For the past five or six years, I've wanted to take part in National Novel Writing Month (NaNoWriMo for short). The aim is to write a 50,000-word novel draft within the 30 days of the month of November. That's an average of 1,667 words a day. The emphasis is on quantity, not quality; there's plenty of time for editing during the rest of the year. The aim is just to get you into the daily habit of writing.
However, those past few years encompassed my A-Levels and university - a period of my life where my eyes were already stinging from having to be in front a computer screen for most of the day - so I always put it off. As this is my first year where I'm not a student, I thought it would be an ideal time to do it.
My main reason for participating this year was just to prove something to myself and get something done. My parents will affirm that I've been writing stories ever since I could hold a pencil. I always scrapped them along the way, frustrated because I could never find a way to fashion my ideas into something cohesive. I did have phases where I would really get into writing, spilling over with inspiration and wholly convinced that this was it, this would be my novel. I was most content during these times. Before long, though, something big would always come up in my life and I would soon have to abandon it.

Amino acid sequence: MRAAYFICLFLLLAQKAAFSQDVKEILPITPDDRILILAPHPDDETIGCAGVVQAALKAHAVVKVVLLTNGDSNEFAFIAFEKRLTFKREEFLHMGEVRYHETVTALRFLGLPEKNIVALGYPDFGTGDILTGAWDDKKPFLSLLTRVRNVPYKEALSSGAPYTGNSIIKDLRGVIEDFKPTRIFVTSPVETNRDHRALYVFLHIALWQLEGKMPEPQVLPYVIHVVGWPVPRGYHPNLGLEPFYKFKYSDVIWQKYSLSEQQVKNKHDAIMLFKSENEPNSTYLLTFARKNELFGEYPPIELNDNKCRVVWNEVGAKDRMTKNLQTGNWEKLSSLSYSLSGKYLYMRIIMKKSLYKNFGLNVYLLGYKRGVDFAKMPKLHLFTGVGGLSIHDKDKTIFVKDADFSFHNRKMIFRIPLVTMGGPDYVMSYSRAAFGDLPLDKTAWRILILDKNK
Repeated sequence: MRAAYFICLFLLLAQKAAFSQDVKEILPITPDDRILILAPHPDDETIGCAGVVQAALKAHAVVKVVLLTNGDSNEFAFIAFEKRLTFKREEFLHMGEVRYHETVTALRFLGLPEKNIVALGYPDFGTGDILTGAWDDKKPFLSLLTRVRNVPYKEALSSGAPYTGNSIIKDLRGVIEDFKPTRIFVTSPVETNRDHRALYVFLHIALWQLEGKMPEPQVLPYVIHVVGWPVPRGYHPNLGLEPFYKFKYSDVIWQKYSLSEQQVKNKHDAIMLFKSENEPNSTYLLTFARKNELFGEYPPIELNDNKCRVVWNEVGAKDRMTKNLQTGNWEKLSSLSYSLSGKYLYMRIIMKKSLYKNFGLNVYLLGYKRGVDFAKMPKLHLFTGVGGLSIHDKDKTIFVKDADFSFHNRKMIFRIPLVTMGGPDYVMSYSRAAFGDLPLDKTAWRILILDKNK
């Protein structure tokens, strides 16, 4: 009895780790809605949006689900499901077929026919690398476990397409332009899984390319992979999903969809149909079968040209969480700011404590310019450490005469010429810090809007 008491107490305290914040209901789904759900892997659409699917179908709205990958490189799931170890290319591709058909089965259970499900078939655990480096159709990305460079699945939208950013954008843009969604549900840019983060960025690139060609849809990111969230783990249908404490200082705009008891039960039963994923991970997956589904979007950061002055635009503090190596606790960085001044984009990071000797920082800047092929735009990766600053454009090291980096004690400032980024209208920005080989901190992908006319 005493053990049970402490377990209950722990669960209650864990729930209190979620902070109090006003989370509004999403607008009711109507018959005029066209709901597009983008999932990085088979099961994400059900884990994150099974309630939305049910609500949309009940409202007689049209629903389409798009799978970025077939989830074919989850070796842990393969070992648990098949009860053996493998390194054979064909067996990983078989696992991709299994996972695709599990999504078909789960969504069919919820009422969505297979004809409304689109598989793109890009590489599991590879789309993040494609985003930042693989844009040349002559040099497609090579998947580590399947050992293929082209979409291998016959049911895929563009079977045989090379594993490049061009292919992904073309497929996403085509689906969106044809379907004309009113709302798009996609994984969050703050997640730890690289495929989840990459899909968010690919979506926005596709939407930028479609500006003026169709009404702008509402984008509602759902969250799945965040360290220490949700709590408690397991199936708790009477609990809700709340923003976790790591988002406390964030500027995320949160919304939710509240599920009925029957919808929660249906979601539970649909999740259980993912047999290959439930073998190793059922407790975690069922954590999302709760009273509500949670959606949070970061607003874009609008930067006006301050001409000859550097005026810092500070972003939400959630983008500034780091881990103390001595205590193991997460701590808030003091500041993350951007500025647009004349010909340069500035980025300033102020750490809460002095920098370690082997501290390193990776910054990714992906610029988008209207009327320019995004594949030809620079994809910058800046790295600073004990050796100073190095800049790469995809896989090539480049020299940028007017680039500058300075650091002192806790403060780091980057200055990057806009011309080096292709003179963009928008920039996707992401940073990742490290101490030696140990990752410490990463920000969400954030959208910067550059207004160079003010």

Come inside for exclusive NaNoWriMo secrets! For easier reading, I'm going to do it in the extremely self-congratulatory format of an "interview" with myself.
What have I learnt from it?
First of all, it confirmed that writing is something I was born to do - dare I say it, I am even a writer? Yes, I am aware that simply participating in NaNoWriMo does not one automatically a writer make. But writing gives me this vital buzz and I know that as long as I can write, I will be fine. I don't quite know how to explain it any further than that, and I probably sound pretentious as hell, but whatever. It's just really nice to have the affirmation that there's something I want to do, need to do, and can do.